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More 24 hour public transport and safe taxi hubs among proposals to make Dublin ‘a more welcoming city’

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The document highlights issues in the city and contains proposed solutions under four headings: safety, transport, regeneration, and waste collection.

DublinTown stated that, following the November riots that brought attention to Dublin, they, as a business lobby group, felt it would be helpful to articulate the main points they believe would make Dublin “a more welcoming city”.

CEO, Richard Guiney, says businesses say that safety is a “significant issue” and likely the main reason why people don’t feel as comfortable in the city.

“Access to transport is a huge issue, and waste management, and one that encapsulates a lot of that is the redevelopment of Talbot Street,” he said.

“I think it does need to be regenerated; it’s likely the street with the lowest perceptions of safety in the city.

“We’re looking at one in ten people saying they feel safe on that street at night, which is a major issue as it is the transport hub for the north side of the city.”

He highlighted that Talbot Street connects to the likes of Connolly Station, Busáras, Dublin Bus Routes, and the interaction with Green and Red Luas lines.

The lobby group has received feedback from businesses on the street that their staff are not particularly comfortable being there waiting for public transport, “particularly at night”.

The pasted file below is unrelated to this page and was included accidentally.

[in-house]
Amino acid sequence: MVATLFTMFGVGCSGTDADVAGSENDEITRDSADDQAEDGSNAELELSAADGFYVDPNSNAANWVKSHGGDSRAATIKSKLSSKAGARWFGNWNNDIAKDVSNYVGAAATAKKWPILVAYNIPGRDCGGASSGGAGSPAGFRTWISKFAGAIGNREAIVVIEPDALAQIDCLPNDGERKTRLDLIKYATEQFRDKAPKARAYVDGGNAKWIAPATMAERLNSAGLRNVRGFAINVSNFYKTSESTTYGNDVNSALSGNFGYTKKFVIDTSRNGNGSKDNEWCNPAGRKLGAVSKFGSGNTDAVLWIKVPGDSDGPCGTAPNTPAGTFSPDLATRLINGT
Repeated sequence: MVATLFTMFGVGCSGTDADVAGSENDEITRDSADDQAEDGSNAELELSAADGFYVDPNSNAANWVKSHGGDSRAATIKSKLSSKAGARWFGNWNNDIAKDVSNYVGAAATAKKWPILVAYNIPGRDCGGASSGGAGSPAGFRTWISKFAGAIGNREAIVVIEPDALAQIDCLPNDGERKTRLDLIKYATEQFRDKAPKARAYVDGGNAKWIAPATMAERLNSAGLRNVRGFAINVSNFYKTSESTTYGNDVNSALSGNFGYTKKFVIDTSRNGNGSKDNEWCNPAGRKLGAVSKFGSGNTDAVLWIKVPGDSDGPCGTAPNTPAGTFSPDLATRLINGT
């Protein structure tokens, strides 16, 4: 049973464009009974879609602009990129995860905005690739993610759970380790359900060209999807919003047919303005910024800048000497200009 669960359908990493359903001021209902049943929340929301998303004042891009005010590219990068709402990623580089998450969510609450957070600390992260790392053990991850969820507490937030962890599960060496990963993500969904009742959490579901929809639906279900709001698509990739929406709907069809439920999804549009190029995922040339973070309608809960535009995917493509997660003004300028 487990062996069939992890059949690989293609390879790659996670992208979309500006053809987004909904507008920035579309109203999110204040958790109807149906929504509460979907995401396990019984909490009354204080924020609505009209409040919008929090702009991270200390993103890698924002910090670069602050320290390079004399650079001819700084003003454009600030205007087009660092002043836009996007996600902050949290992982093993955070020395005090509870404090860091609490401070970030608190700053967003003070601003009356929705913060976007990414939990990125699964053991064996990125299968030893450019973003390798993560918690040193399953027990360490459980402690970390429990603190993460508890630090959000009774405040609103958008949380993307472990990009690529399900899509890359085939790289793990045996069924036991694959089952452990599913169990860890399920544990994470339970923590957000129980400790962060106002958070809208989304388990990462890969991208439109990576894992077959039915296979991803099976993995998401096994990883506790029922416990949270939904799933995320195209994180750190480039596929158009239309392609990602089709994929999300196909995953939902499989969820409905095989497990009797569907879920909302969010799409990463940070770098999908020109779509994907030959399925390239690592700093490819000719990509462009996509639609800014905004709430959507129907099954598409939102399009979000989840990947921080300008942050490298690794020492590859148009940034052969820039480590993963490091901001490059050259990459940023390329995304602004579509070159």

There have been several engagements from DublinTown with the council, Córas Iompair Éireann, and arts organisations on the potential regeneration of the area.

Dublin Town CEO Richard Guiney

In the submission is also the request that an increase in garda numbers is maintained.

Through several surveys and research carried out by DublinTown, they say they consistently find that people would be more enticed to spend more time in the city with more gardaí.

Another recommendation from the lobby group is to use car parks at night as taxi hubs.

Mr Guiney said that DublinTown had spoken to car park operators and that “it is something they are interested in”.

He suggests that having a system where people can safely access taxis through that vital period between 1.30 am and 3.30 am could significantly influence the number of people who frequent the city centre at night.

“We know quite a proportion of the public don’t go into the city because they are concerned about how they will get home,” he said.

The idea of using underutilised spaces like car parks at night where there is lighting is also suggested in the submission.

The concept of using technology, as other European countries do, where people heading in the same direction can share taxis to ensure people get home safely is also mentioned.

DublinTown also believes that the take-up on the 24-hour bus services shows that there is a demand for public transport at night, and they would like to see the other modes of transport being used in the same way.

Mr Guiney added that the way everyone came together after November 23 and the widespread riots is very positive.

“I think it’s great that a city coordination office has been set up by Dublin City Council and that ultimately that office will be what drives the regeneration of Dublin City,” he said.

“There are obvious issues at national government policy, but I think we as a business community also claim that too, so there is a unity of purpose here, and if we can build on that momentum, we can create a city where people feel happy to spend their time, and that’s ultimately what we all want.”

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